Acacia Technologies, a tracking stock of parent company Acacia Research Corp., felt tremors from an opinion by U.S. District Court Judge James Ware, who sided with more than a dozen adult entertainment companies in some of his decisions.
Acacia's stock hit a 10-month low of $3.60 in intraday trading. The stock, which trades on the Nasdaq, closed at $3.91, down $2.34. At 1.67 million shares, volume of the stock was 17 times the average daily volume of 92,100 shares.
In his “Markman” order, Ware specifically was bothered by the term “identification endoding means,” which he said is not definable and thus would invalidate some claims on one of Acacia’s patents.
A Markman order allows the judge overseeing a patent dispute to clarify some of the terms used to define the scope of a patent.
Ware called into question some of the company's video-streaming patents that the defendants, New Destiny Internet Group, has called “overly broad.”
Ware invited the defendants to seek a final decision that could invalidate some of Acacia's patent claims, which the company says cover the distribution of digital content through the Internet, cable, satellite and wireless systems.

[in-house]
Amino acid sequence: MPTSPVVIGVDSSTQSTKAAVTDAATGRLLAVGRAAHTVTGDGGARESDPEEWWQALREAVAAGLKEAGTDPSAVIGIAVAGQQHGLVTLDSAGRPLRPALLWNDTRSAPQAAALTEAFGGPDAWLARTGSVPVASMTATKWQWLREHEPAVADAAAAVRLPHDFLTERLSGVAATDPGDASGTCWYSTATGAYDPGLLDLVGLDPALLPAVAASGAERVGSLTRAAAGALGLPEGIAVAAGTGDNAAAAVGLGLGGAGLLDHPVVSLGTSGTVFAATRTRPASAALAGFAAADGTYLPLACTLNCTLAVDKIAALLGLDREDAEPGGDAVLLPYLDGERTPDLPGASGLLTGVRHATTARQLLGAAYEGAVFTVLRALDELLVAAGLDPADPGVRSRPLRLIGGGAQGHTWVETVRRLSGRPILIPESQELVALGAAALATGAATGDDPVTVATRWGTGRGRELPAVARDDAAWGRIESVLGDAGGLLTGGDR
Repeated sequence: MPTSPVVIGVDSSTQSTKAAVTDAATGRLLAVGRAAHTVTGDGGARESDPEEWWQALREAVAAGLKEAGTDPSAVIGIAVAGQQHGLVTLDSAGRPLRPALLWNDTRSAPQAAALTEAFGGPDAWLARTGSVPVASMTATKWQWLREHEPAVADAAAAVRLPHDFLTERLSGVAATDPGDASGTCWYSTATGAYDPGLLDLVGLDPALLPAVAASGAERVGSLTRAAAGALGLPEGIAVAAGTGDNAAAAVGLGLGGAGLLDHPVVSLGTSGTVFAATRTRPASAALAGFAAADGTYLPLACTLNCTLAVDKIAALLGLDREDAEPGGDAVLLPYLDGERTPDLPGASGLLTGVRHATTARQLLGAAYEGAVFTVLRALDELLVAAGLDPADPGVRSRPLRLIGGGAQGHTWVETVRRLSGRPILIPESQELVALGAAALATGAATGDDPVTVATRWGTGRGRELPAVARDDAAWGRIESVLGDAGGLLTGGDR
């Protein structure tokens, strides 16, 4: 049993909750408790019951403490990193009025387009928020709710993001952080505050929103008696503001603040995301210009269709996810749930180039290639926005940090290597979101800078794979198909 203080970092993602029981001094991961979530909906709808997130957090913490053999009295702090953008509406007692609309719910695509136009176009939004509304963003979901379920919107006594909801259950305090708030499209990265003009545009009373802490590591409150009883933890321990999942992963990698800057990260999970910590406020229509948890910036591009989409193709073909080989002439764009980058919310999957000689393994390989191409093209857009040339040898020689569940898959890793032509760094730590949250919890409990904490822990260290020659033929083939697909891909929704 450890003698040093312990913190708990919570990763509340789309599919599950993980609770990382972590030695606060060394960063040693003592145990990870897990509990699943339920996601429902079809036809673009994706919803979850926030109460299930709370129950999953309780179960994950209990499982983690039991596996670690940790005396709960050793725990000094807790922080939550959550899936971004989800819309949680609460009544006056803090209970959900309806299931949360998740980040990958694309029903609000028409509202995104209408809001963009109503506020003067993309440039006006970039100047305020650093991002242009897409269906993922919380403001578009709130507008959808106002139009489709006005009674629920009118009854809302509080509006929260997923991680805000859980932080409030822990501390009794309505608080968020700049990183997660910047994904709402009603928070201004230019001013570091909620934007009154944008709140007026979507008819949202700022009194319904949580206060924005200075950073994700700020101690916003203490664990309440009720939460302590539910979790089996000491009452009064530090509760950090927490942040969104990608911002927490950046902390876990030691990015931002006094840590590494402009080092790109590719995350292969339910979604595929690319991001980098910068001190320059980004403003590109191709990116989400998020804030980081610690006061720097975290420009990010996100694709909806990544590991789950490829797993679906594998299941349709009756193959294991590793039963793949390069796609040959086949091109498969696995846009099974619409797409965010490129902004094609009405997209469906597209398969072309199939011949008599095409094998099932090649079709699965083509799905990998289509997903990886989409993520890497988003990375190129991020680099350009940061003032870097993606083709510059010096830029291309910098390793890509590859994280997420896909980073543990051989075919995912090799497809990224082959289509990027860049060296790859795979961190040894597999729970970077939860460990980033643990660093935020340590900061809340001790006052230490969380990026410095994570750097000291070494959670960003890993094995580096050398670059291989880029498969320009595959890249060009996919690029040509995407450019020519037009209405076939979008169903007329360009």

The Newport Beach, Calif., company has filed similar patent infringement suits against nine cable and satellite firms, including Comcast Corp., DirectTV Group Inc. and EchoStar Communications Corp.
Acacia says it has licensed technology to 151 companies, including hotel room video content company T. Rowe Price Group Inc., Virgin Radio, Lodgenet Entertainment Corp. and the Walt Disney Co.
In a conference call Tuesday afternoon, Robert Berman, Acacia’s lead counsel, claims that “the company has more than enough” in capital to continue legal pursuits.
Calls to Acacia’s investor relations specialist Rob Stewart were not returned to XBiz Tuesday evening.